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Members of the Early Rain Covenant Church in Chengdu say they will keep meeting for religious services. Photo: Facebook

Members of unofficial Chinese church vow to defy crackdown and keep meeting

  • Detainee says congregants were abused by police after being taken into custody
  • Church elder urges leaders to confront the persecution and continue outreach work

Worshippers from a prominent Protestant unofficial church in southwest China have vowed to keep meeting for religious services despite a continuing crackdown and members’ claims of abuse in police custody.

More than 100 Protestant Christians from the Early Rain Covenant Church – one of China’s few openly operating unofficial house churches – were snatched from their homes and streets across Chengdu, Sichuan province, in a crackdown that began on Sunday night. Among those detained were church pastor Wang Yi, his wife Jiang Rong, church leaders, members and seminary students.

The round-up in Chengdu is part a broader crackdown on unofficial or underground churches that Beijing launched early this year, bolstered by amendments to the Religious Affairs Regulation that gave grass-roots officials more power to act against churches and impose tougher penalties for “unauthorised religious gatherings”.

A member of the Early Rain church said police went to his home at around 1am on Tuesday.

“Police told me three things. The first is that our church has been defined as an illegal organisation by relevant department from the central government,” he said.

“Second, our church has been banned so we are not allowed to return, and third, I could not post anything about what he said online.”

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An official from Chengdu religious affairs authorities said he was not aware of the action against the Early Rain Covenant Church.

Chengdu police referred media inquiries to the city government’s publicity department, which was not immediately available for comment by Tuesday late afternoon.

Church leader Li Yingqiang had been posting updates of the arrests online before he, too, was taken into custody on Tuesday morning after evading police.

In his last social media post at around 3am, he said: “I think I have already been found”.

Li’s wife, Zhang Xinyue, said she had expected Li’s arrest and was surprised “it took this long for him to be captured”.

Zhang said members of Early Rain were in good spirits and would press ahead with gatherings.

“We will not forsake assemblies. I was frightened at first when it happened but have soon overcome the feeling as we are prepared [for persecution],” she said.

In a handwritten letter posted online, Li called on church leaders to take up pastoral work despite the crackdown.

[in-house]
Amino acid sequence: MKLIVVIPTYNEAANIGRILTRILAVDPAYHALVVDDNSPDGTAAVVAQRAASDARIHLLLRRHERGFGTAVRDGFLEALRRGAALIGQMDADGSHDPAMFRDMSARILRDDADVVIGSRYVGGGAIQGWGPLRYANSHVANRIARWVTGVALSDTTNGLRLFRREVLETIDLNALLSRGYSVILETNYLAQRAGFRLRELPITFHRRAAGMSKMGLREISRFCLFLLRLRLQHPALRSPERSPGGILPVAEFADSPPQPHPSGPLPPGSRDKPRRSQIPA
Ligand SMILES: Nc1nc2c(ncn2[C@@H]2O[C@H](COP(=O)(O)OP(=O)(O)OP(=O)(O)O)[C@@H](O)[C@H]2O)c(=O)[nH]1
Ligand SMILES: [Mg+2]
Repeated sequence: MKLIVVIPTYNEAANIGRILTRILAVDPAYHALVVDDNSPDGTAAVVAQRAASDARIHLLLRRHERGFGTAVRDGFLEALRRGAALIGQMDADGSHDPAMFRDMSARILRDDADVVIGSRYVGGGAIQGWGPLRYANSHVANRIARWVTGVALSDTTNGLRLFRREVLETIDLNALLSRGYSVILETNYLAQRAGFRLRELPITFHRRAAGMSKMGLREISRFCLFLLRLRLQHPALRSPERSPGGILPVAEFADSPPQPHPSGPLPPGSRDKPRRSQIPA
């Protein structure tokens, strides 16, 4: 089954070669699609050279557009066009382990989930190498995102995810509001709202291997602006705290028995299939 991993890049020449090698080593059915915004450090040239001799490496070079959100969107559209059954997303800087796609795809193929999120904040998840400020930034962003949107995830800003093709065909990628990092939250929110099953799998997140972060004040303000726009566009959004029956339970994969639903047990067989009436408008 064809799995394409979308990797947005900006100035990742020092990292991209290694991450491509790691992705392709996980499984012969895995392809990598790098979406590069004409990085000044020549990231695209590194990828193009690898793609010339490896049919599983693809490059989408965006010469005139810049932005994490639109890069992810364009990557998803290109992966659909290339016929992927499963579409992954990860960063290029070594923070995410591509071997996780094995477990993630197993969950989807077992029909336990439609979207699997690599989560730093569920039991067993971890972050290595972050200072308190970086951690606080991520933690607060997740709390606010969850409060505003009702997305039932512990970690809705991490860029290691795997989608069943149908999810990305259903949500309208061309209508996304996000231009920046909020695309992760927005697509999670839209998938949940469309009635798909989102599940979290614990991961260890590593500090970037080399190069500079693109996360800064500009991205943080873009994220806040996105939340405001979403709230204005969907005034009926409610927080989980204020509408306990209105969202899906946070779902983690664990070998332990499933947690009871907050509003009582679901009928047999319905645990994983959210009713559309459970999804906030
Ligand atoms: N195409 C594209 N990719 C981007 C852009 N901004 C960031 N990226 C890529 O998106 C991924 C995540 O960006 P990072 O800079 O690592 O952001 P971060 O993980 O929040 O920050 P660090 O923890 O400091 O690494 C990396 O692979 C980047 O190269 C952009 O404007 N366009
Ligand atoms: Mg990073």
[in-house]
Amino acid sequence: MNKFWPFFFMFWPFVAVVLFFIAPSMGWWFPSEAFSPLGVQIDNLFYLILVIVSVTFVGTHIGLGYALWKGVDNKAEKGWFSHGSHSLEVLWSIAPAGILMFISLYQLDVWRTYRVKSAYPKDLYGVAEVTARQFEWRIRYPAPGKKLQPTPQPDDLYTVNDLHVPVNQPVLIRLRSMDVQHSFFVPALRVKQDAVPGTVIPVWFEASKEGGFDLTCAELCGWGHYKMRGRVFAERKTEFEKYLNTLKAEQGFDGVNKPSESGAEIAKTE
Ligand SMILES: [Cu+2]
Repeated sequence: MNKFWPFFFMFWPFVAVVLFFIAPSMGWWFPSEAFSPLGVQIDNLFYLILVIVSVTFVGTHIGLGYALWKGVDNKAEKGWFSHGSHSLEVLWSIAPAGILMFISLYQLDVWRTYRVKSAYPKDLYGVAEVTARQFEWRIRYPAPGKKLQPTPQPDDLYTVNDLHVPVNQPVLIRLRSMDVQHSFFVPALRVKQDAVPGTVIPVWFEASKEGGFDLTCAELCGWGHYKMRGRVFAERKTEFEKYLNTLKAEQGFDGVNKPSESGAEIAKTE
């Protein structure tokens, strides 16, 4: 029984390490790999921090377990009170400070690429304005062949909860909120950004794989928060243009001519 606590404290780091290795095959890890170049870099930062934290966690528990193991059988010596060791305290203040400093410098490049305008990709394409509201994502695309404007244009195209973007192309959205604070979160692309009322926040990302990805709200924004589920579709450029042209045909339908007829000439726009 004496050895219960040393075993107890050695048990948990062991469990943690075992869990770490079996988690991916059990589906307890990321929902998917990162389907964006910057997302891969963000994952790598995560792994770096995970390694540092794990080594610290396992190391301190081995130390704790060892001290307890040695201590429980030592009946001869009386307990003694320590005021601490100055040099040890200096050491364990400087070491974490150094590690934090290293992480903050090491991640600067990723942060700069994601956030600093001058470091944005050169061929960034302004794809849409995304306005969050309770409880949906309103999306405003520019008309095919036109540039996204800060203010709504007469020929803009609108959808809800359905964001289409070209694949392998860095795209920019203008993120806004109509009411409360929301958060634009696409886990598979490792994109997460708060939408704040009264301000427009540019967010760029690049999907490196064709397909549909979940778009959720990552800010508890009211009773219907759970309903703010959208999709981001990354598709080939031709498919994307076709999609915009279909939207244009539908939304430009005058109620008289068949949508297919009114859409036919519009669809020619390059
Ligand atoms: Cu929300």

“We are willing to have 200, 300 and even 500 of us locked up so that the whole world knows we are willing to be persecuted for our faith,” he said in the letter written as he evaded police.

He also called on church members to keep worshipping and meet outdoors if venues could not be rented, adding that the group would never give up on practising its faith publicly.

On Tuesday, photos were posted on the church’s Facebook page showing injuries that were allegedly inflicted by police on detained church members.

“Three of the released brothers and sisters told me they were violently handled by police when they were in custody, including being stomped on. One of the brothers was dragged by police with his hands and feet bound together, causing multiple injuries,” according to a post on Facebook.

Those who were released have been subjected to around-the-clock surveillance at home, according to church sources.

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Members’ personal social media accounts and group discussions were also blocked and the church’s phone lines cut.

While most of China’s Protestant house churches operate underground, the Early Rain congregation openly practises its faith, posting sermons online and evangelising on the streets.

It has about 500 followers but its weekly gatherings spread across more than a dozen meeting points around Chengdu, attracting more than 800 church-goers each week, according to church leaders. It also has about 100 seminary students and a primary school catering to about 40 children.

Three months ago, Beijing police closed the Zion Church, one of the largest Protestant house churches in China with more than 1,500 regular church-goers.

Another major house church, the Living Stone Church in Guiyang, Guizhou province, was also banned three years ago. Li Guozhi, one of the church’s two pastors, was sentenced to 30 months in prison for releasing a document outlining an official plan to destroy the church.

This article appeared in the South China Morning Post print edition as: Unofficial church to defy crackdown, resume services